The coronavirus pandemic confronted the managers of Jamaica’s open and narrow economy with decisions similar to those faced by other governments – how to protect public health while preventing the economy from imploding.
The dilemma was clear in March to May with slowly rising confirmed cases of the pandemic, closed hotels, desolate beaches, nightly curfews, a slowdown in commercial and industrial activity and projections of a severe contraction in the economy.
Continued uncertainty about the extent to which the virus can be controlled has made foolhardy any projections about the state of the post-covid economy. The island has had 864 confirmed cases up to the end of July, of which 10 have died, the health ministry said. Eighty-four of these cases are active.
The effective shutdown of the country had an immediate impact on the two main sources of foreign currency – tourism and remittances – that account for a third of the economy. Tourism collapsed, while inflows from remittances fell as there was contraction in major economies that host the Jamaican diaspora.
“Economic activity has dropped precipitously,” the island’s finance minister Nigel Clarke said in explaining the impact of the virus. “Government revenues have declined sharply, foreign-exchange inflows from tourism have dried up, foreign direct investment will decline, our external balance of payments will be negatively affected, economic output will contract significantly, and employment gains will be eroded.”
The immediate outlook is not bright. The islands’ central bank projects that the economy will contract by about 5% this year, following 0.9% growth in 2019.
The government moved to counter the effects of the pandemic with a four-fold increase in its contingency fund to deal with disasters, providing social and economic support grants to people who lost jobs because of the shutdown of the economy. It also accessed $520 million from the International Monetary Fund’s rapid financing facility for countries needing urgent balance of payments support.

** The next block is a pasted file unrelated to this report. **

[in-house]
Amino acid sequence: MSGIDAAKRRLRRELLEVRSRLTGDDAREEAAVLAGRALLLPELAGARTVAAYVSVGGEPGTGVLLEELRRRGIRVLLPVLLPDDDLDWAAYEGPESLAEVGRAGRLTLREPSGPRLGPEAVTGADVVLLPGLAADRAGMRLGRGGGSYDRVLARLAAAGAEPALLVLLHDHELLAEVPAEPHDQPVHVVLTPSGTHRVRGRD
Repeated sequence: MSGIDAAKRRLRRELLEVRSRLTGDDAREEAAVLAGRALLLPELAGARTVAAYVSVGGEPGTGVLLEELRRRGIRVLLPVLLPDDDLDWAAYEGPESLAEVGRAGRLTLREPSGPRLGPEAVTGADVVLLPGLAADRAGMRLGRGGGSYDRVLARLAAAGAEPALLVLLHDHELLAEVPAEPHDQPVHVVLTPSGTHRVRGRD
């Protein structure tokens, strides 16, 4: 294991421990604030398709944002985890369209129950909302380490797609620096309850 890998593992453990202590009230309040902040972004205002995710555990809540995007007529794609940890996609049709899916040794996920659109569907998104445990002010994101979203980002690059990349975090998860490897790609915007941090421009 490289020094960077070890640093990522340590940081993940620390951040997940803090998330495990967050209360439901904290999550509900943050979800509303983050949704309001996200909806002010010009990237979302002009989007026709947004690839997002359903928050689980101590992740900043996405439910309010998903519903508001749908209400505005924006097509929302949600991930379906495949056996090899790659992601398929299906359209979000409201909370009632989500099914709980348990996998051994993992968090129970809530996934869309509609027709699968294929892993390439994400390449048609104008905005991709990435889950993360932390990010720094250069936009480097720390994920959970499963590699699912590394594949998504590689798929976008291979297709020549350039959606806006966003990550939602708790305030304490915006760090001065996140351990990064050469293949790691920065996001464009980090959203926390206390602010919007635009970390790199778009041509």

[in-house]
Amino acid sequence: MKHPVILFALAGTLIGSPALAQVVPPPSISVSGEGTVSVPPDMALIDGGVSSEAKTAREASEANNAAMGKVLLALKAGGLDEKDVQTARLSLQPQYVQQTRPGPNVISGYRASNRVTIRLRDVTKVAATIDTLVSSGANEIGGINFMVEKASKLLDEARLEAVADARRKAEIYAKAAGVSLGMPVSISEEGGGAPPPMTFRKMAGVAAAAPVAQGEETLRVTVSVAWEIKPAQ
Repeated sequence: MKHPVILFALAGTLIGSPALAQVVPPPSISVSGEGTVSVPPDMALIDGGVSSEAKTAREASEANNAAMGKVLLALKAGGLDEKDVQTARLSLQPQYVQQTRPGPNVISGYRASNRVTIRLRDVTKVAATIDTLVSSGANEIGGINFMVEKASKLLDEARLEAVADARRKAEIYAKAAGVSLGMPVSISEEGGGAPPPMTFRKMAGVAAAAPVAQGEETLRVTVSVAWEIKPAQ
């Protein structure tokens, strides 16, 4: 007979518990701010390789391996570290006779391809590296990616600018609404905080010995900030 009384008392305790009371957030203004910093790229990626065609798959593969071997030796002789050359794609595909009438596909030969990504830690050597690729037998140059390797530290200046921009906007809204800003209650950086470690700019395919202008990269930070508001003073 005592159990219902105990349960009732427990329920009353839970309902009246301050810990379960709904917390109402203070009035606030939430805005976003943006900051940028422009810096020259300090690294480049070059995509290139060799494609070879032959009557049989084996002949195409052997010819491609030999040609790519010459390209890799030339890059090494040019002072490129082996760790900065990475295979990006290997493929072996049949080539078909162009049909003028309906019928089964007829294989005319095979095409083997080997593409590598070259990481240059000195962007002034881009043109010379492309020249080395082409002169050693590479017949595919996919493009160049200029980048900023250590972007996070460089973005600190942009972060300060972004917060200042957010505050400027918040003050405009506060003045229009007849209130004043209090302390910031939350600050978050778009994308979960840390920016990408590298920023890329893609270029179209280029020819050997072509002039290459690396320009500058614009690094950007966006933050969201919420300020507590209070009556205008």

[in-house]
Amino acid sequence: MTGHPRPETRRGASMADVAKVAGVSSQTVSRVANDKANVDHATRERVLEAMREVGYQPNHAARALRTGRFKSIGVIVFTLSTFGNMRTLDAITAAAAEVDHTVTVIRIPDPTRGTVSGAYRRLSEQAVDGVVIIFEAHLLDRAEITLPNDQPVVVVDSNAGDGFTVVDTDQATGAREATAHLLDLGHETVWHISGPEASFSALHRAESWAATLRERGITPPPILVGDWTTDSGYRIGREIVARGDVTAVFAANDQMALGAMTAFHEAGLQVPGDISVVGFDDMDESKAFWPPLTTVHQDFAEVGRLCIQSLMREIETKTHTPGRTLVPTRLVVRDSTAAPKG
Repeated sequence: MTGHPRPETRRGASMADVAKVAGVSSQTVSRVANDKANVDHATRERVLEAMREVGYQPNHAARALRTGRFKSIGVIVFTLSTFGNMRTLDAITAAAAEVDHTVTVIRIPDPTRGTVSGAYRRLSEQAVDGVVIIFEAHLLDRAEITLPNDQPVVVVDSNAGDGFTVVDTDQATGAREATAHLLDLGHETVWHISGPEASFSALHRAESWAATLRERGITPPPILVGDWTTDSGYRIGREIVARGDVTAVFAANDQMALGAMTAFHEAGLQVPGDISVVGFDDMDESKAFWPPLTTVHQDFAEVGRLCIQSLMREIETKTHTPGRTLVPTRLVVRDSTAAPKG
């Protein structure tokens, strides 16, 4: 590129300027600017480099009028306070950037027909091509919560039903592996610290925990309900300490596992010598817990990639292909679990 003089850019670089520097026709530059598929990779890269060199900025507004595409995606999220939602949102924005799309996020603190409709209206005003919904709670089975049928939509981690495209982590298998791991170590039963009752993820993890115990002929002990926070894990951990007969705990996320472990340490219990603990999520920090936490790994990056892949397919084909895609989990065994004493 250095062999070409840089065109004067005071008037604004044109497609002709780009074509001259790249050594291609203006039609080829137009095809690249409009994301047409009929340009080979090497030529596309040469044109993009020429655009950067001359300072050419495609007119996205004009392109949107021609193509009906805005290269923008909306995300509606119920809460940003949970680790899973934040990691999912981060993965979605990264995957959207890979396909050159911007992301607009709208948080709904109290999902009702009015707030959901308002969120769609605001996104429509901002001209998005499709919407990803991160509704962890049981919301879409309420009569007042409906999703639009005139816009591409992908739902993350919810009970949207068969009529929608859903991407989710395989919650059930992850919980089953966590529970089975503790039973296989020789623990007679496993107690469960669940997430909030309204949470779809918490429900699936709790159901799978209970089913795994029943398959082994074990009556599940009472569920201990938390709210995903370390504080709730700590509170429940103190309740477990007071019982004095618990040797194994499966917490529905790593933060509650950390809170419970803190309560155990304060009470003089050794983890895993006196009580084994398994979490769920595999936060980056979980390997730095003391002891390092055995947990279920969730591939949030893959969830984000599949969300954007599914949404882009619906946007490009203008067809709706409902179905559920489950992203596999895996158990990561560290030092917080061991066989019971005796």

Workers in the tourism sector were most immediately and severely affected by the shutdown of the island’s airports to passenger traffic. The closure of hotels left about 150,000 workers without jobs. The government reopened tourism in mid-June, with measures for testing visitors for airports, and limiting their movement to a coastal stretch from Negril in the island’s westernmost point to Port Antonio in the northeast. Cruise ship ports have remained closed.
The island had about 4.3 million foreign stopover and cruise tourists in 2019, and who spent $3.64 billion, the Tourist Board said. The economy retains 40% of what tourists spend, it said. Official projections are for gross tourism earnings of $995 million in 2020.
Jamaica received $2.3 billion in remittances in 2019, but the impact of the virus on the economies of the United States, Canada and the UK limited inflows of remittances between January and April to $748 million, 1.2% less than a year earlier, according to the central bank. But this could further decline as the World Bank projects remittances globally to contract by 20% in 2020, before growing recovering in 2021.
The combination of the fallout in tourism and the slowdown of remittances has put pressure on the Jamaican dollar. Interventions by the central bank have not prevented the exchange rate from moving from 136.05 to the US dollar at the end of March 2020 to 148.28 at the end of July.
The shutdown of tourism and reduced commercial and industrial activity could send unemployment to 12% from 7.3% in January, the central bank said.